A young(ish) opera singer's random thoughts and observations.

Thursday, 27 October 2011

What is it about song...?

Just to air my brain out after last night's song recital with my year group in college, I thought I'd jot down some thoughts I had on the differences between performing lieder and opera.

I don't get to perform songs as much as I'd like to, especially the more intense ones, in a proper lieder recital setting. Yesterday's affair wasn't in fact that kind of setting, as it was in the RWCMD Foyer, a fairly traffic-heavy venue. It's amazing, however, how a performance of intimate songs can transform such a busy space into an oasis of calm for an hour, especially as some of the audience were just passing through and actually stopped to listen.

I think that's the magic of lieder: they draw the audience in, rather than emote in an over the top way, as opera (arguably) does. An aria tends to impress more than move people. Performing song therefore feels completely different to me, than performing opera. In fact, while I do enjoy concerts of operatic excerpts with piano, compared with a recital it feels like an incomplete art form. One can (and should always aim to) perform a song to its full potential in a recital, whereas opera without production values and an orchestra will only ever be a pale facsimile.

Singing songs, I also feel much more exposed and vulnerable. The relationship between singer and pianist has to be that of shared thought, emotion and musicality, and the slightest disagreement instantly comes across and kicks us back into the real world. But if it works, the feeling is almost like creating a new reality, conveying the full impact of a feeling or significant moment. The actual performance space melts away, and all that's left is a feeling that the audience have been invited to inhabit the performers' shared mind. Looking across the audience after my colleagues finished their songs, I could see many glazed looks, but not out of disinterest, but from pure focus.

It was a fantastic evening, a joy to perform and then listen to everyone else. I must also say that it felt great to present the audience with Polish repertoire and see that Karłowicz and Paderewski could give the likes Wolf or Tchaikovsky a run for their money.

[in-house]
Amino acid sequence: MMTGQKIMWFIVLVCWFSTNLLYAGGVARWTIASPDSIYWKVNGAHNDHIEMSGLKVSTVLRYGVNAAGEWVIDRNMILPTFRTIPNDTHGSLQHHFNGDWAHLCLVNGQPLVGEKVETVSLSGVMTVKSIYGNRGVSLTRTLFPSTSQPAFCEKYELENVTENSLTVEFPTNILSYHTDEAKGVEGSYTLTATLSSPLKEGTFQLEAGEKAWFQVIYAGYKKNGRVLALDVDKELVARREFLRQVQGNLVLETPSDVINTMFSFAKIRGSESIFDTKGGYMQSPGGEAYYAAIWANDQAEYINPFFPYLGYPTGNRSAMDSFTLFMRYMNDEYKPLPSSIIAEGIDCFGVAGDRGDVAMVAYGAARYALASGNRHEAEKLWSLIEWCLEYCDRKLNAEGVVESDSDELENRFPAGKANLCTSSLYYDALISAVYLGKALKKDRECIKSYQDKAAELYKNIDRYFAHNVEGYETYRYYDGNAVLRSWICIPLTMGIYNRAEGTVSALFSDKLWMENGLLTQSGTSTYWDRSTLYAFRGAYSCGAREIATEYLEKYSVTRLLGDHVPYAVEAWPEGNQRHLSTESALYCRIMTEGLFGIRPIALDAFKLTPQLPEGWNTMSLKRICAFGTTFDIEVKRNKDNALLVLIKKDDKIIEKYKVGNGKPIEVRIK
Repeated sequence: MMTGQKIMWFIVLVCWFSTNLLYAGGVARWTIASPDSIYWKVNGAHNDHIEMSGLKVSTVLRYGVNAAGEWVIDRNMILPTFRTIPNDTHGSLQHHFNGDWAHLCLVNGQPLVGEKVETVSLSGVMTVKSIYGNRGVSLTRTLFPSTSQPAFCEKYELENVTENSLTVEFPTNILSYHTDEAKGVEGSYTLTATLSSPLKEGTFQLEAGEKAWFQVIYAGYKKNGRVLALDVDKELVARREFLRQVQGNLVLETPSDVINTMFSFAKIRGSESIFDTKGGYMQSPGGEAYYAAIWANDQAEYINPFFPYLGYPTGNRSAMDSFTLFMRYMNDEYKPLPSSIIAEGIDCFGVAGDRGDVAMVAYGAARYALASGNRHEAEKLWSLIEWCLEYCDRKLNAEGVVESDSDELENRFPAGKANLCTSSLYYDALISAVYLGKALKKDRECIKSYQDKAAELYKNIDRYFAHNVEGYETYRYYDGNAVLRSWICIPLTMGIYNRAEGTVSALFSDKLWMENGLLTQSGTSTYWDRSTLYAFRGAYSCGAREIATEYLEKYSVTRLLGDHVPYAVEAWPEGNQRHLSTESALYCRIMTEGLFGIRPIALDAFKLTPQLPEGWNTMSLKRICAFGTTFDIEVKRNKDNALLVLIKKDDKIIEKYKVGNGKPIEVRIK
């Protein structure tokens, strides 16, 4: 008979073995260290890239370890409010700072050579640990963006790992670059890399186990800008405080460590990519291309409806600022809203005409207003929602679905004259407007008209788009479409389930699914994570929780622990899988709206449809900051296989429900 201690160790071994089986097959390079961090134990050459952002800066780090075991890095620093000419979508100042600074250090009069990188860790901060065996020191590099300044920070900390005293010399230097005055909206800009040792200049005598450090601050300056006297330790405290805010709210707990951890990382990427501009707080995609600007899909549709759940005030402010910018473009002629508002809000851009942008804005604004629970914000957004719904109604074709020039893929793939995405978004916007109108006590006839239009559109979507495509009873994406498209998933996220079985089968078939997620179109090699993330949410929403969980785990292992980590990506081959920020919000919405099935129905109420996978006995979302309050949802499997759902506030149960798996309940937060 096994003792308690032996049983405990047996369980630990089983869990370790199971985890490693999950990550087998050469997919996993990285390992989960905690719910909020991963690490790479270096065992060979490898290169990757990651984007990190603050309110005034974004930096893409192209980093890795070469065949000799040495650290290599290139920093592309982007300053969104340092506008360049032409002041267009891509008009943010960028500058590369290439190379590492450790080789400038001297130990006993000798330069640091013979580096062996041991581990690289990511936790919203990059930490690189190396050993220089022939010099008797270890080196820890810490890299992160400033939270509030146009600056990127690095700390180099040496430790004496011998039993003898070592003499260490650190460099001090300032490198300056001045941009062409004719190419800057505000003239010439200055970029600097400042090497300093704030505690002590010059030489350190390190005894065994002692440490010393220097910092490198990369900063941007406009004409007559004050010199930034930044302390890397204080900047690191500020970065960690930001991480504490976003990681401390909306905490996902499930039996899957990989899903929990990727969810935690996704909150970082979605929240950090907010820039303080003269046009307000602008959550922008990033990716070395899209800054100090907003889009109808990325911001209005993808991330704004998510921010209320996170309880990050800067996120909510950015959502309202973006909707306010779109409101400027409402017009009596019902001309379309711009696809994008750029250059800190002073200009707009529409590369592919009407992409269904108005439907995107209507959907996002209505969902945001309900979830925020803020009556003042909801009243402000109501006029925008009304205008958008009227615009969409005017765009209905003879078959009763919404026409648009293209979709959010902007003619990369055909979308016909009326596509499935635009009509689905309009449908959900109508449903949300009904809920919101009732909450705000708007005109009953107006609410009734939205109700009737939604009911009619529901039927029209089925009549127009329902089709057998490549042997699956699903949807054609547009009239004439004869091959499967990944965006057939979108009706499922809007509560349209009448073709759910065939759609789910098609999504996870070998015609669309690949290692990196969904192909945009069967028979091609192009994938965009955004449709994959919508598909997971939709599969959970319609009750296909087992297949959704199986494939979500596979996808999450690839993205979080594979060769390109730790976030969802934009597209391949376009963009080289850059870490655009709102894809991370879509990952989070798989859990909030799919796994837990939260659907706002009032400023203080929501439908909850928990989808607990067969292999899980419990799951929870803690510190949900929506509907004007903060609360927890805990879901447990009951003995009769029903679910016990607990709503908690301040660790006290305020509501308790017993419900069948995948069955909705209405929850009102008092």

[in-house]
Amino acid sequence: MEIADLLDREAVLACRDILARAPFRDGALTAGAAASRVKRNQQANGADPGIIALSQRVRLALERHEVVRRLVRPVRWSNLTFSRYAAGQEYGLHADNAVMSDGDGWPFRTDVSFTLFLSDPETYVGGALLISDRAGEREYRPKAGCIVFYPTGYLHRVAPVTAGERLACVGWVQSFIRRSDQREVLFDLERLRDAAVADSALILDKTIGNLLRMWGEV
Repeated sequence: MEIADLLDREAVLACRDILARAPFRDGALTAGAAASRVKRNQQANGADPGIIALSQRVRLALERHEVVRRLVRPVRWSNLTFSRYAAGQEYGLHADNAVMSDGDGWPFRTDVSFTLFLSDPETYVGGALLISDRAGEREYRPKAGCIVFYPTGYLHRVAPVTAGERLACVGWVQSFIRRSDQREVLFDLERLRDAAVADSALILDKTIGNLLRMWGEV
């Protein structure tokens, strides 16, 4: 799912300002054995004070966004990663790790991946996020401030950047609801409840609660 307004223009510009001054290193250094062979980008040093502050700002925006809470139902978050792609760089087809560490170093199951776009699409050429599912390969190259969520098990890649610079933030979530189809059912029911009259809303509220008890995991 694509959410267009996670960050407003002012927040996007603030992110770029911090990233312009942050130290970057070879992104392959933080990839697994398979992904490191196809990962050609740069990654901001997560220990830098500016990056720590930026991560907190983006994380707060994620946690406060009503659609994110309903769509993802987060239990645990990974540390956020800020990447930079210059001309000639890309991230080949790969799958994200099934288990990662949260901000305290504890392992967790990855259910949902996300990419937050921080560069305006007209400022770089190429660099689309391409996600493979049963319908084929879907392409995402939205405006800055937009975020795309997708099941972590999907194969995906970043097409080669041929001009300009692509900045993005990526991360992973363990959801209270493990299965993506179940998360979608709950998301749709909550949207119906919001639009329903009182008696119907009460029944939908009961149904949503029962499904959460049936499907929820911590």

Also, I can't wait to do Lieder eines fahrenden Gesellen with orchestra in May!

Monday, 17 October 2011

Where is the bile in classical music?

OK, so this is not a singing-related post, but these thoughts do (I think) inform me as an artist...

A friend told me recently that as said artists we should expose ourselves to as diverse a spectrum of art as we can. In fact, it's a line I hear a lot, but I'm afraid that what with my workload, I tend to revert to my tried and tested musical, theatrical and cinematographic tastes when I do have the time to relax. Luckily (or unluckily?) these are pretty far removed from opera, or in fact classical music in general. The music I listen to, specifically, helps me relax, clear my mind, or process my thoughts and feelings in a way that I can't seem to achieve with classical music. I need lyrics, but when listening to vocal music performed by classically trained singers, I tend to analyse more than listen. So for myself, my choice of listening music works well.

I recently had the rare chance of seeing one of my favourite bands perform live. This allowed me to see how they affect not just me, but other people. Also, a live performance carries a different impact. I know who's playing, but at a rock concert I don't know what they will perform, how I will react to the song choices, how the energy in the hall will flow...

Listening to New Model Army perform, seeing them sweep up the crowd with their fire and passion (impressive, with the band being in its 31st year of existence), I got to thinking about what emotions and experiences this music taps into, to move all these people, myself included, to a state of euphoria that at times borders on frenzy. And how does that relate to what I do? Will I ever reach an audience on that level, or is the music I perform too far removed, too irrelevant to pluck that string in a listener's mind or heart?

NMA's music draws on some very powerful emotions, with the lyrics quite often bordering on poetry (or at least that's what I like to fool myself into thinking). Disillusion, frustration, a sense of loss, futility, anger, resentment... and yet throughout all this negativity, a constant thread of appreciation and marvel at the beauty of life. Bilious music, often yes, but very human, and therefore moving and strengthening.